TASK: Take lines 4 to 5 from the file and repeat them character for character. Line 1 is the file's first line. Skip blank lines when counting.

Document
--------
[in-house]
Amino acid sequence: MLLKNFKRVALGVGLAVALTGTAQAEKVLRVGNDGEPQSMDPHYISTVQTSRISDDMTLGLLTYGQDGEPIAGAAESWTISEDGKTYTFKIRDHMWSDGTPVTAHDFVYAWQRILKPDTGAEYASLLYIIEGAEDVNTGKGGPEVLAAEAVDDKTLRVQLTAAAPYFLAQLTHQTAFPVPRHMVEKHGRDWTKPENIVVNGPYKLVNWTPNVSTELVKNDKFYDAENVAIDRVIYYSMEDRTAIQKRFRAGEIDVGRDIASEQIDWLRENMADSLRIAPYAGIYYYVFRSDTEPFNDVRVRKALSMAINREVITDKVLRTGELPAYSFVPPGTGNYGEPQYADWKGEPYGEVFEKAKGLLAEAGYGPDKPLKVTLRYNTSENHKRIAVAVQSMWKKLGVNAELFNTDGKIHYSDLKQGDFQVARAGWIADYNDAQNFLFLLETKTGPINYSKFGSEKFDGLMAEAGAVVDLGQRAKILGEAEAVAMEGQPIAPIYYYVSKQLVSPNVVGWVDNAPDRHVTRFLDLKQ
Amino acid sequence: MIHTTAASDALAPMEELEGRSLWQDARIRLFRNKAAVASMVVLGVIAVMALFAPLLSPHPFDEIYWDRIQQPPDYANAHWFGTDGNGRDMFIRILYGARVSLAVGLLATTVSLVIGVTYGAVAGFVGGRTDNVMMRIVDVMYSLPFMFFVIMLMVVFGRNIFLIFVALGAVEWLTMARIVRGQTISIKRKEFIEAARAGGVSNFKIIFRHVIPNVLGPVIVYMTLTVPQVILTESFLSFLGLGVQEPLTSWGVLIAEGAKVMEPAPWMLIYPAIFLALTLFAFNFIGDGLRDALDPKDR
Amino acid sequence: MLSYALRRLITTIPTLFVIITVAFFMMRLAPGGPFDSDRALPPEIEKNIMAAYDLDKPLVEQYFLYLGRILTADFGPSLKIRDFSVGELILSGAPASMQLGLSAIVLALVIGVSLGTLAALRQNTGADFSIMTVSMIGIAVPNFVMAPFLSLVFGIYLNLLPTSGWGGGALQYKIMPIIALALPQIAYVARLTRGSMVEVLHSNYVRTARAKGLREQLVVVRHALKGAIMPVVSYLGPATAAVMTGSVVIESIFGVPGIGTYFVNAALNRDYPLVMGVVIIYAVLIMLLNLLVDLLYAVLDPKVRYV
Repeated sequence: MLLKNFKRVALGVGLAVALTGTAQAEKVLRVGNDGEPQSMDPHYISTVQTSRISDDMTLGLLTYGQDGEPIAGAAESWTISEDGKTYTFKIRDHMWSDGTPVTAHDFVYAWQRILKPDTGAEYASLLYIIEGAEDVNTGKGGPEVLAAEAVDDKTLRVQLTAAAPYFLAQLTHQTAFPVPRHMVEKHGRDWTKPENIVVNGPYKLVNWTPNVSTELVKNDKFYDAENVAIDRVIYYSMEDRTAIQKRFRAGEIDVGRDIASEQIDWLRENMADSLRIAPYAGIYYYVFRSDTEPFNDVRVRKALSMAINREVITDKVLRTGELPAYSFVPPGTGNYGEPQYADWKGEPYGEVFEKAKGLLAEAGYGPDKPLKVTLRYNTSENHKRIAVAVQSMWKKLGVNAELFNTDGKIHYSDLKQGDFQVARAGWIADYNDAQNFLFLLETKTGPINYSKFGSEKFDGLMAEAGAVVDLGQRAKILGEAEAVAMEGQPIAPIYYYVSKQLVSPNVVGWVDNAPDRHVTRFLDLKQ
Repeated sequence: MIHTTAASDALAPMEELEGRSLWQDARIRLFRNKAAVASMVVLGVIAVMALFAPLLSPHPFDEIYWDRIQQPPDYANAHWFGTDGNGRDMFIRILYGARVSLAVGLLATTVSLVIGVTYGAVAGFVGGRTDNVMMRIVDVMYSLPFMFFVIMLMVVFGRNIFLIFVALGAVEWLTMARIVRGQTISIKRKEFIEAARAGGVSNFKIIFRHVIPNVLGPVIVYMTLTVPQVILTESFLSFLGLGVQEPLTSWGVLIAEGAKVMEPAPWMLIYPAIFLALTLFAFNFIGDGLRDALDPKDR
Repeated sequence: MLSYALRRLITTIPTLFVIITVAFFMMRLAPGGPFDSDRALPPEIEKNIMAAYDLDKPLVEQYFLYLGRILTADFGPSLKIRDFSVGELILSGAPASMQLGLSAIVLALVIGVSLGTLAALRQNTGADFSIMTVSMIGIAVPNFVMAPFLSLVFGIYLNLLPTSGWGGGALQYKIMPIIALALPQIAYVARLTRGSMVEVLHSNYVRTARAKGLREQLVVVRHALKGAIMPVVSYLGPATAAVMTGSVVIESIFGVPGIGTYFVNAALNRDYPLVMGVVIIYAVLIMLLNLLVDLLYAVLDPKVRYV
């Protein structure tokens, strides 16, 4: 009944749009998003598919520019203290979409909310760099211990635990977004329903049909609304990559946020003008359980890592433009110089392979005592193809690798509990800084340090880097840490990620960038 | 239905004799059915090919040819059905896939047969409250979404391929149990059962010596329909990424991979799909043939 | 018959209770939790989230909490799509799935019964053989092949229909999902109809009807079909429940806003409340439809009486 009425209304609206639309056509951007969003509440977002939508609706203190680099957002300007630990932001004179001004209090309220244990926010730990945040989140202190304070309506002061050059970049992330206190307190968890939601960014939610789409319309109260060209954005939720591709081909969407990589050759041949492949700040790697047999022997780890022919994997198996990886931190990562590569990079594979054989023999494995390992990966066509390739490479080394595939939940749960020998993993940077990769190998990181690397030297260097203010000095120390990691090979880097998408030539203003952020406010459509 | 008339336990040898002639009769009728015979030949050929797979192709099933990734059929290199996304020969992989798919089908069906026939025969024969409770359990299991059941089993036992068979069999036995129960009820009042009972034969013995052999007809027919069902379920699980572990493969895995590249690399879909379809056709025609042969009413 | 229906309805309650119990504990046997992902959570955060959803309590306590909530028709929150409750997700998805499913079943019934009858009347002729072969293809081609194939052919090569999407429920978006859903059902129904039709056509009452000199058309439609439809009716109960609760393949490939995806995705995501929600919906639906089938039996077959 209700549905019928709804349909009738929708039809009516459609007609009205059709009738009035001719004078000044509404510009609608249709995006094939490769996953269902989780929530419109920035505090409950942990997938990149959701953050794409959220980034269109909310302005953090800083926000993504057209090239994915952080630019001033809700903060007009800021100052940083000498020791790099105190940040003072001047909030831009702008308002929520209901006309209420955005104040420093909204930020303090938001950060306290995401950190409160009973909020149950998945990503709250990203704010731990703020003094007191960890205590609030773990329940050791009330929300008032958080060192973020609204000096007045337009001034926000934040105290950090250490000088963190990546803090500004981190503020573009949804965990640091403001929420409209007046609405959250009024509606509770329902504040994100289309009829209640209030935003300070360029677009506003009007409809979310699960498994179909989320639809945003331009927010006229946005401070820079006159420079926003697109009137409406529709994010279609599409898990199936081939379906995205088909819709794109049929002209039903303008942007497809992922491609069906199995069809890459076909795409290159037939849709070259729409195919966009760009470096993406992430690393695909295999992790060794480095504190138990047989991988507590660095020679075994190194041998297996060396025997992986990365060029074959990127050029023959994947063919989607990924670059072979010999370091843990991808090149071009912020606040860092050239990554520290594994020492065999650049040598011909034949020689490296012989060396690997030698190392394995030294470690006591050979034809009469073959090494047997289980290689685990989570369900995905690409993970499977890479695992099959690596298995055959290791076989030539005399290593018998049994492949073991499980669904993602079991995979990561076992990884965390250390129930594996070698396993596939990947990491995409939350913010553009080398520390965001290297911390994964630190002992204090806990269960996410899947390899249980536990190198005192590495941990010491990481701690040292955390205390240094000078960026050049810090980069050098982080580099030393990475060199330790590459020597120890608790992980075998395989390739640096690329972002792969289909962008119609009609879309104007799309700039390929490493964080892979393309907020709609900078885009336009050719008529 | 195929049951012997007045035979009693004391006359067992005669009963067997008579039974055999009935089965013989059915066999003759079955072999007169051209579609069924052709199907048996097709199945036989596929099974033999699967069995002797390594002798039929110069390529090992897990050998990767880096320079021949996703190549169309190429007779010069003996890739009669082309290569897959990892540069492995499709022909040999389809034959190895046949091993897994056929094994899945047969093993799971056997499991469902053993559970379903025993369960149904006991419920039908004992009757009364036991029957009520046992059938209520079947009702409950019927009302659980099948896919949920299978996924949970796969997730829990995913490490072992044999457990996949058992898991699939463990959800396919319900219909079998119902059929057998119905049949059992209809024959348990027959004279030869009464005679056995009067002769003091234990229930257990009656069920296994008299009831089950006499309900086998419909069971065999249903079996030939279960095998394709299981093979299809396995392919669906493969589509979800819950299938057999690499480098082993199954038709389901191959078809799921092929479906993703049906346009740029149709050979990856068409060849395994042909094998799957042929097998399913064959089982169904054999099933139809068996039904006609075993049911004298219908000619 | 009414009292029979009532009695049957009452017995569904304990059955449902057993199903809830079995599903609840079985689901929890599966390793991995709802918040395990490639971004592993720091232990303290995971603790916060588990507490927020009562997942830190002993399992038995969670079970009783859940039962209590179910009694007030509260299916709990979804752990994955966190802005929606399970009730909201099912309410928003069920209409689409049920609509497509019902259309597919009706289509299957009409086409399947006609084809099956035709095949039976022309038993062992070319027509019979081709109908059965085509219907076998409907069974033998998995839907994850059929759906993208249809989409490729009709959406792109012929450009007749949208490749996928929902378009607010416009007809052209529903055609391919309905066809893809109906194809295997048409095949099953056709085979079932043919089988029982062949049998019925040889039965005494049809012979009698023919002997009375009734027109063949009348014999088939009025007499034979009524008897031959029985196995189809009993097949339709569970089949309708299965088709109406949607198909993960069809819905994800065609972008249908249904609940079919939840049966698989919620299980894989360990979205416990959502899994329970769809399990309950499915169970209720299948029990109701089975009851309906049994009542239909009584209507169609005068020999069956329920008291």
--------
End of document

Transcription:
Amino acid sequence: MLSYALRRLITTIPTLFVIITVAFFMMRLAPGGPFDSDRALPPEIEKNIMAAYDLDKPLVEQYFLYLGRILTADFGPSLKIRDFSVGELILSGAPASMQLGLSAIVLALVIGVSLGTLAALRQNTGADFSIMTVSMIGIAVPNFVMAPFLSLVFGIYLNLLPTSGWGGGALQYKIMPIIALALPQIAYVARLTRGSMVEVLHSNYVRTARAKGLREQLVVVRHALKGAIMPVVSYLGPATAAVMTGSVVIESIFGVPGIGTYFVNAALNRDYPLVMGVVIIYAVLIMLLNLLVDLLYAVLDPKVRYV
Repeated sequence: MLLKNFKRVALGVGLAVALTGTAQAEKVLRVGNDGEPQSMDPHYISTVQTSRISDDMTLGLLTYGQDGEPIAGAAESWTISEDGKTYTFKIRDHMWSDGTPVTAHDFVYAWQRILKPDTGAEYASLLYIIEGAEDVNTGKGGPEVLAAEAVDDKTLRVQLTAAAPYFLAQLTHQTAFPVPRHMVEKHGRDWTKPENIVVNGPYKLVNWTPNVSTELVKNDKFYDAENVAIDRVIYYSMEDRTAIQKRFRAGEIDVGRDIASEQIDWLRENMADSLRIAPYAGIYYYVFRSDTEPFNDVRVRKALSMAINREVITDKVLRTGELPAYSFVPPGTGNYGEPQYADWKGEPYGEVFEKAKGLLAEAGYGPDKPLKVTLRYNTSENHKRIAVAVQSMWKKLGVNAELFNTDGKIHYSDLKQGDFQVARAGWIADYNDAQNFLFLLETKTGPINYSKFGSEKFDGLMAEAGAVVDLGQRAKILGEAEAVAMEGQPIAPIYYYVSKQLVSPNVVGWVDNAPDRHVTRFLDLKQ